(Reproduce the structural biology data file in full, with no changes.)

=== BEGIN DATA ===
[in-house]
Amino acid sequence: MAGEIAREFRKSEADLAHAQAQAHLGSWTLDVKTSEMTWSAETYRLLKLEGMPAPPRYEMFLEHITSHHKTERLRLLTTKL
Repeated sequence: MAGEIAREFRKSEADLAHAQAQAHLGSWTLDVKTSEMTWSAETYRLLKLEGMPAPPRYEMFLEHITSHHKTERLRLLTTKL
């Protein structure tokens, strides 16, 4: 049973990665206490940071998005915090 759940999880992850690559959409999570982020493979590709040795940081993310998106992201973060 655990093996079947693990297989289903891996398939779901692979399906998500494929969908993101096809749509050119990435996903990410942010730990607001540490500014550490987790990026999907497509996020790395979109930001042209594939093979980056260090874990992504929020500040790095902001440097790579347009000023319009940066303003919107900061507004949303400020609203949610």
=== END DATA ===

[in-house]
Amino acid sequence: MAGEIAREFRKSEADLAHAQAQAHLGSWTLDVKTSEMTWSAETYRLLKLEGMPAPPRYEMFLEHITSHHKTERLRLLTTKL
Repeated sequence: MAGEIAREFRKSEADLAHAQAQAHLGSWTLDVKTSEMTWSAETYRLLKLEGMPAPPRYEMFLEHITSHHKTERLRLLTTKL
């Protein structure tokens, strides 16, 4: 049973990665206490940071998005915090 759940999880992850690559959409999570982020493979590709040795940081993310998106992201973060 655990093996079947693990297989289903891996398939779901692979399906998500494929969908993101096809749509050119990435996903990410942010730990607001540490500014550490987790990026999907497509996020790395979109930001042209594939093979980056260090874990992504929020500040790095902001440097790579347009000023319009940066303003919107900061507004949303400020609203949610």